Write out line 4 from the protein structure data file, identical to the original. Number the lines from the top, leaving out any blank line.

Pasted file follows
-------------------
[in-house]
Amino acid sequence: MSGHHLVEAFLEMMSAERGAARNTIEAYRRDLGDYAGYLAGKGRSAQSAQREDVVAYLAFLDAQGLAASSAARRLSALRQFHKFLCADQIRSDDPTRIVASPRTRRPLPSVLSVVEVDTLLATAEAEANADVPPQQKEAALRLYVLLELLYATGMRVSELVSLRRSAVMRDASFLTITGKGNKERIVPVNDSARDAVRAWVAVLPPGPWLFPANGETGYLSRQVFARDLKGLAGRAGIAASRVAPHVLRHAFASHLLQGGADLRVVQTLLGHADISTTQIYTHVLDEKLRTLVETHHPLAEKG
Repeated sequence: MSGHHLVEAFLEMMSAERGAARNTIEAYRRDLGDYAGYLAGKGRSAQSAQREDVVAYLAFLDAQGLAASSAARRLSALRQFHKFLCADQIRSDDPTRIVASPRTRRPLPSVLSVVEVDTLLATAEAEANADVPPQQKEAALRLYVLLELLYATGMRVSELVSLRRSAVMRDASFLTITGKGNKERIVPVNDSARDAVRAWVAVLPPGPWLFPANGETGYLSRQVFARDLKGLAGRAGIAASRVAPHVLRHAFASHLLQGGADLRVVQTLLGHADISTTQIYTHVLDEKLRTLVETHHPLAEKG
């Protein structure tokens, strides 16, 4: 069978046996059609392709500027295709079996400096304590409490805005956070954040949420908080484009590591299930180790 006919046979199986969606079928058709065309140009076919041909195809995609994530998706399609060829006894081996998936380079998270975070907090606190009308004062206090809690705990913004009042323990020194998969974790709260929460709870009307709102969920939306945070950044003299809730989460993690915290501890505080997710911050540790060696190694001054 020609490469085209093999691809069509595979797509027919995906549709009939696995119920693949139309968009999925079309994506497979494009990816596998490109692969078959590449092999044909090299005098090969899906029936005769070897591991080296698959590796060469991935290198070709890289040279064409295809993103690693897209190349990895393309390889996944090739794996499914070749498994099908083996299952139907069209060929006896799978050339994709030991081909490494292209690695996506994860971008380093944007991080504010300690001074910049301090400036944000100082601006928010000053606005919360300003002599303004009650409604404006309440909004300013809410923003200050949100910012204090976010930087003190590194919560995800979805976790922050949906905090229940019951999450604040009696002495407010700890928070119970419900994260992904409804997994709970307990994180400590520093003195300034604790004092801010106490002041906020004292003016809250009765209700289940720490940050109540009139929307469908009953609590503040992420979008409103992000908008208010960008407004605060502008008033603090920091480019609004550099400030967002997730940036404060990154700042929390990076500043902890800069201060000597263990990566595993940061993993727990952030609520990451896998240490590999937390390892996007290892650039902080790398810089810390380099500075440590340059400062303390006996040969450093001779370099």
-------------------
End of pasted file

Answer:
């Protein structure tokens, strides 16, 4: 069978046996059609392709500027295709079996400096304590409490805005956070954040949420908080484009590591299930180790 006919046979199986969606079928058709065309140009076919041909195809995609994530998706399609060829006894081996998936380079998270975070907090606190009308004062206090809690705990913004009042323990020194998969974790709260929460709870009307709102969920939306945070950044003299809730989460993690915290501890505080997710911050540790060696190694001054 020609490469085209093999691809069509595979797509027919995906549709009939696995119920693949139309968009999925079309994506497979494009990816596998490109692969078959590449092999044909090299005098090969899906029936005769070897591991080296698959590796060469991935290198070709890289040279064409295809993103690693897209190349990895393309390889996944090739794996499914070749498994099908083996299952139907069209060929006896799978050339994709030991081909490494292209690695996506994860971008380093944007991080504010300690001074910049301090400036944000100082601006928010000053606005919360300003002599303004009650409604404006309440909004300013809410923003200050949100910012204090976010930087003190590194919560995800979805976790922050949906905090229940019951999450604040009696002495407010700890928070119970419900994260992904409804997994709970307990994180400590520093003195300034604790004092801010106490002041906020004292003016809250009765209700289940720490940050109540009139929307469908009953609590503040992420979008409103992000908008208010960008407004605060502008008033603090920091480019609004550099400030967002997730940036404060990154700042929390990076500043902890800069201060000597263990990566595993940061993993727990952030609520990451896998240490590999937390390892996007290892650039902080790398810089810390380099500075440590340059400062303390006996040969450093001779370099």